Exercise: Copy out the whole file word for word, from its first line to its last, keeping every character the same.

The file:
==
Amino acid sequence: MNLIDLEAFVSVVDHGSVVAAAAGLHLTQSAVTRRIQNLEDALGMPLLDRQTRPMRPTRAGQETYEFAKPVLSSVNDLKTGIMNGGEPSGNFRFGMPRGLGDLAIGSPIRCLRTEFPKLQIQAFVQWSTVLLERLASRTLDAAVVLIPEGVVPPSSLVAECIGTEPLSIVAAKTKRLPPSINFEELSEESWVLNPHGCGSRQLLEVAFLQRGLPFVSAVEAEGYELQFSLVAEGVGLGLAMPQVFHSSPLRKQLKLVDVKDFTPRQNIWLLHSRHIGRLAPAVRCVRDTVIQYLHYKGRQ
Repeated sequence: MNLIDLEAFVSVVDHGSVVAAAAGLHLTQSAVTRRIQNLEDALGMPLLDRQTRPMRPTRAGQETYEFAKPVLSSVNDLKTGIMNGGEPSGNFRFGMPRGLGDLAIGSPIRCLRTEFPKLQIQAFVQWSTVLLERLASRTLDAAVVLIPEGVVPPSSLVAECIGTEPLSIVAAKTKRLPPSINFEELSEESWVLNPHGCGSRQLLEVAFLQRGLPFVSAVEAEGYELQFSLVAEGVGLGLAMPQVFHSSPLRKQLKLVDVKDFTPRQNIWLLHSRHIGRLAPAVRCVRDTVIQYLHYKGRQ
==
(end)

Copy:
Amino acid sequence: MNLIDLEAFVSVVDHGSVVAAAAGLHLTQSAVTRRIQNLEDALGMPLLDRQTRPMRPTRAGQETYEFAKPVLSSVNDLKTGIMNGGEPSGNFRFGMPRGLGDLAIGSPIRCLRTEFPKLQIQAFVQWSTVLLERLASRTLDAAVVLIPEGVVPPSSLVAECIGTEPLSIVAAKTKRLPPSINFEELSEESWVLNPHGCGSRQLLEVAFLQRGLPFVSAVEAEGYELQFSLVAEGVGLGLAMPQVFHSSPLRKQLKLVDVKDFTPRQNIWLLHSRHIGRLAPAVRCVRDTVIQYLHYKGRQ
Repeated sequence: MNLIDLEAFVSVVDHGSVVAAAAGLHLTQSAVTRRIQNLEDALGMPLLDRQTRPMRPTRAGQETYEFAKPVLSSVNDLKTGIMNGGEPSGNFRFGMPRGLGDLAIGSPIRCLRTEFPKLQIQAFVQWSTVLLERLASRTLDAAVVLIPEGVVPPSSLVAECIGTEPLSIVAAKTKRLPPSINFEELSEESWVLNPHGCGSRQLLEVAFLQRGLPFVSAVEAEGYELQFSLVAEGVGLGLAMPQVFHSSPLRKQLKLVDVKDFTPRQNIWLLHSRHIGRLAPAVRCVRDTVIQYLHYKGRQ